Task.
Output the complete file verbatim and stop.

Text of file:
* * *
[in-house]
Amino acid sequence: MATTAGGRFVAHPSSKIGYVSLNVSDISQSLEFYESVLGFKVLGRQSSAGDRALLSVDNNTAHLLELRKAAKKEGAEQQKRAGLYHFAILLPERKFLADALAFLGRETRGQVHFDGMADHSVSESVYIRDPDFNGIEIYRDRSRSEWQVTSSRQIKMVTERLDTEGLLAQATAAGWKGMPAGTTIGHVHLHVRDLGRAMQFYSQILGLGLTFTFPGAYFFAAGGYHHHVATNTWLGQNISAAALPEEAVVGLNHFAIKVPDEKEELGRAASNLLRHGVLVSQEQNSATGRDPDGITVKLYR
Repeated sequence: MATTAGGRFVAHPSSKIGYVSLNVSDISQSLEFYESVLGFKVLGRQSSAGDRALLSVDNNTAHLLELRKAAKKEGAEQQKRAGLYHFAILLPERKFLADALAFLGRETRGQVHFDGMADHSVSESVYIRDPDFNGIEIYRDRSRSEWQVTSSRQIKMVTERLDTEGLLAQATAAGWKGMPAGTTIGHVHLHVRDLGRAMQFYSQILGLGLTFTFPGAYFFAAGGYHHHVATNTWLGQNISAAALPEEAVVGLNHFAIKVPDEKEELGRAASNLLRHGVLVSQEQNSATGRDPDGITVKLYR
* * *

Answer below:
[in-house]
Amino acid sequence: MATTAGGRFVAHPSSKIGYVSLNVSDISQSLEFYESVLGFKVLGRQSSAGDRALLSVDNNTAHLLELRKAAKKEGAEQQKRAGLYHFAILLPERKFLADALAFLGRETRGQVHFDGMADHSVSESVYIRDPDFNGIEIYRDRSRSEWQVTSSRQIKMVTERLDTEGLLAQATAAGWKGMPAGTTIGHVHLHVRDLGRAMQFYSQILGLGLTFTFPGAYFFAAGGYHHHVATNTWLGQNISAAALPEEAVVGLNHFAIKVPDEKEELGRAASNLLRHGVLVSQEQNSATGRDPDGITVKLYR
Repeated sequence: MATTAGGRFVAHPSSKIGYVSLNVSDISQSLEFYESVLGFKVLGRQSSAGDRALLSVDNNTAHLLELRKAAKKEGAEQQKRAGLYHFAILLPERKFLADALAFLGRETRGQVHFDGMADHSVSESVYIRDPDFNGIEIYRDRSRSEWQVTSSRQIKMVTERLDTEGLLAQATAAGWKGMPAGTTIGHVHLHVRDLGRAMQFYSQILGLGLTFTFPGAYFFAAGGYHHHVATNTWLGQNISAAALPEEAVVGLNHFAIKVPDEKEELGRAASNLLRHGVLVSQEQNSATGRDPDGITVKLYR